These pitfalls highlight the need for greater transparency: all the necessary parties should participate in some fashion in negotiations, or at least understand accurately what has taken place and why. These examples of failed negotiations also raise the question of what role mediators can play in keeping negotiators honest. Had there been a mediator in the room when Frank Underwood and Xander Feng were making statements somewhat at odds with what they were telling their principals, perhaps the negotiations would have stayed on track.

Friday, February 7, 2014

Mediation's future

I've heard a number of evangelists of the mediation world, most recently Lee Jay Berman in a talk SCMA sponsored this week in San Diego, talk about the seemingly limitless future of the mediation process. That future seems to depend on the public finally becoming more aware of the possibilities of mediation to resolve not only conflicts that have already worked their way through the court system, but also conflicts that have never even made it to court, or that might be unsuitable for court. But right now the public still seems only vaguely aware of mediation's possibilities. People might have heard of resolving a divorce or other civil dispute out of court, but might still think that mediation is only available just prior to trial. Some might be aware that there are programs available to resolve neighbor disputes, but they are still confused by what a mediator does that is different from what an arbitrator or judge might do.

Like my predecessors before me, it is now my job to try to bring about more public awareness of mediation as an available option for resolving conflict. The question is, what is it going to take for the public to grasp mediation's potential? The bright future for mediation always seems just within our grasp, while frustratingly out of reach. Meanwhile, mediation's present presents a difficult and uncertain career path for many who would like to practice in the field, many more than it seems are needed to satisfy current demand for mediation services.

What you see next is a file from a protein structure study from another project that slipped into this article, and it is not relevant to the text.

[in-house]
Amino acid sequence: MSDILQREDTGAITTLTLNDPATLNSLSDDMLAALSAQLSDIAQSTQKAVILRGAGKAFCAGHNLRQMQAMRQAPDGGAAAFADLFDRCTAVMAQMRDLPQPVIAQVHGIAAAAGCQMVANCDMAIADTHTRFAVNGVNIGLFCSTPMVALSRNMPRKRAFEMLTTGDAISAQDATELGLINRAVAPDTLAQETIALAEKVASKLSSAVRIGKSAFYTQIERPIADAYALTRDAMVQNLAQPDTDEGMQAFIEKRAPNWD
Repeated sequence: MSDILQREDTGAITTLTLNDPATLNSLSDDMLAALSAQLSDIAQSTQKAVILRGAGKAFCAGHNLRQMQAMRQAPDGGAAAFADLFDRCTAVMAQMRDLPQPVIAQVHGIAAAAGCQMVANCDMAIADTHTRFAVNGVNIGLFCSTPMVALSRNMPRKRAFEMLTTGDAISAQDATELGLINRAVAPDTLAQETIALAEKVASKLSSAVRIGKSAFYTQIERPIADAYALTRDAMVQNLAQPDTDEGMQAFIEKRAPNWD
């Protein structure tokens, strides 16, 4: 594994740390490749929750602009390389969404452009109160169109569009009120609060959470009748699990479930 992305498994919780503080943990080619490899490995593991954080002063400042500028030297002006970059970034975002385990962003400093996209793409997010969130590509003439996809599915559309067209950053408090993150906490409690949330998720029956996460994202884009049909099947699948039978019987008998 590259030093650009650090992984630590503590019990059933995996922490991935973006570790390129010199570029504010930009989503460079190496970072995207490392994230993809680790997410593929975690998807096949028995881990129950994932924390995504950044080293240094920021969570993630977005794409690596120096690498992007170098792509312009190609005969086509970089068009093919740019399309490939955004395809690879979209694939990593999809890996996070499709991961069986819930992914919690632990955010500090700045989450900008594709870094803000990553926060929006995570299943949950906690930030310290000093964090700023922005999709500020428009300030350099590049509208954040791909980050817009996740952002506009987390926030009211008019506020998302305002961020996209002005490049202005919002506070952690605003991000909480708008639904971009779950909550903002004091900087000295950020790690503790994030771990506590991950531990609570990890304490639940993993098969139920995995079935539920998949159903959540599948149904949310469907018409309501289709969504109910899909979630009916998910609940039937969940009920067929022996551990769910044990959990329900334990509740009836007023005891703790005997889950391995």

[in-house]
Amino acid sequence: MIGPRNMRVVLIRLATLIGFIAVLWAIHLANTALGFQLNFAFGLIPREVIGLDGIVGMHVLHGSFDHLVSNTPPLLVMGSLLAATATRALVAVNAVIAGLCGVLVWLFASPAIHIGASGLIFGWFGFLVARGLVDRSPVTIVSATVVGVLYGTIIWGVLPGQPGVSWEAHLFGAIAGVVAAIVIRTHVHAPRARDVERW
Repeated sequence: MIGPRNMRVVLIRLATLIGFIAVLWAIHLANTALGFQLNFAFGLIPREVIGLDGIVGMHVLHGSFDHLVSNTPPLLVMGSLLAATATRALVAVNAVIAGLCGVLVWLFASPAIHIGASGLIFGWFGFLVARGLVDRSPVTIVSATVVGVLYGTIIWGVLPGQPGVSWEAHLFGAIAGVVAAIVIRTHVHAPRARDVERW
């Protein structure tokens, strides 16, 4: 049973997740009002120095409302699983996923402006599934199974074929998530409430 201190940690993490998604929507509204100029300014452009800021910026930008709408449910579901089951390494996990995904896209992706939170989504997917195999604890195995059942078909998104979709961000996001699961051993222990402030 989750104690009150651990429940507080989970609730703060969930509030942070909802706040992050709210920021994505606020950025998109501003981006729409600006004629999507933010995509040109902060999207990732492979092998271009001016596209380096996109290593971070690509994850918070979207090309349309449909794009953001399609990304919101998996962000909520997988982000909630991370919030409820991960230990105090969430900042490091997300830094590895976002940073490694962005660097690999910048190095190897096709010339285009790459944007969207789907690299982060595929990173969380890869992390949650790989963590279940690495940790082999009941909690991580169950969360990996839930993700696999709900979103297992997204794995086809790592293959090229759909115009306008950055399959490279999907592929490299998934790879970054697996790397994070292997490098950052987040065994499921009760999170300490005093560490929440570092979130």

To try to answer that question, we might start by asking what is keeping most parties in conflict from taking advantage of mediation. Is it their lawyers, always a popular group to blame? While there has been resistance from the bar in many places to efforts to deny litigants access to the courts, and while that resistance may be motivated in part by self-interest, I have not found most American lawyers to be hostile to the mediation process. Lawyers already know that it doesn't make sense to take most cases all the way to trial. They often welcome the opportunity to find a less expensive and less risky means of resolving cases.

Instead it may be that resistance to mediation lies deep within human nature, which resists peaceful resolution of conflict at least at first. When a person feels wronged, their first instinct is not usually to reconcile with the party that wronged them. Their first instinct is to retaliate. Clients feeling aggrieved by conflict don't generally come to their lawyers' office begging for the chance to make up with the other side. Lawyers file lawsuits because clients demand justice.

Then there is the elaborate structure of the legal system itself, which is supposed to provide the justice that the public is seeking, or at least to provide the certainty of resolution of conflict according to pre-determined rules of law. So when human nature, which is looking for an assessment of blame and a determination of right and wrong, encounters a system which is designed to do just that, it is only natural for people to want to seek recourse in that system. Only later when they discover the costs and imperfections of the traditional justice system, do they resort to a consensual alternative settlement process.

What is going to cause the change that people in the ADR community are seeking? It's probably not going to be enough simply to try to spread the gospel of mediation to the public, trying to persuade people seeking answers to their conflicts, that they have the ability to resolve those conflicts themselves with the help of a mediator. It's a message that needs to be repeated, but people are resistant to that message.

It's probably going to take a new generation to absorb the idea of resolving conflicts in a more cooperative manner, rather than through an adversarial system based on apportioning blame according to a pre-determined set of rules. A generation that is gaining experience with peer mediation in schools, perhaps (discussed in a previous post). A generation that is growing up in what is being called the sharing economy, where interactive and collaborative tools are commonly used to solve problems. A generation grown up around the internet, which for the most part does not operate within the traditional justice system, but rather depends on communication and informal means of dispute resolution. That kind of public may eventually grow more receptive to the idea of resolving conflict by collaborative means.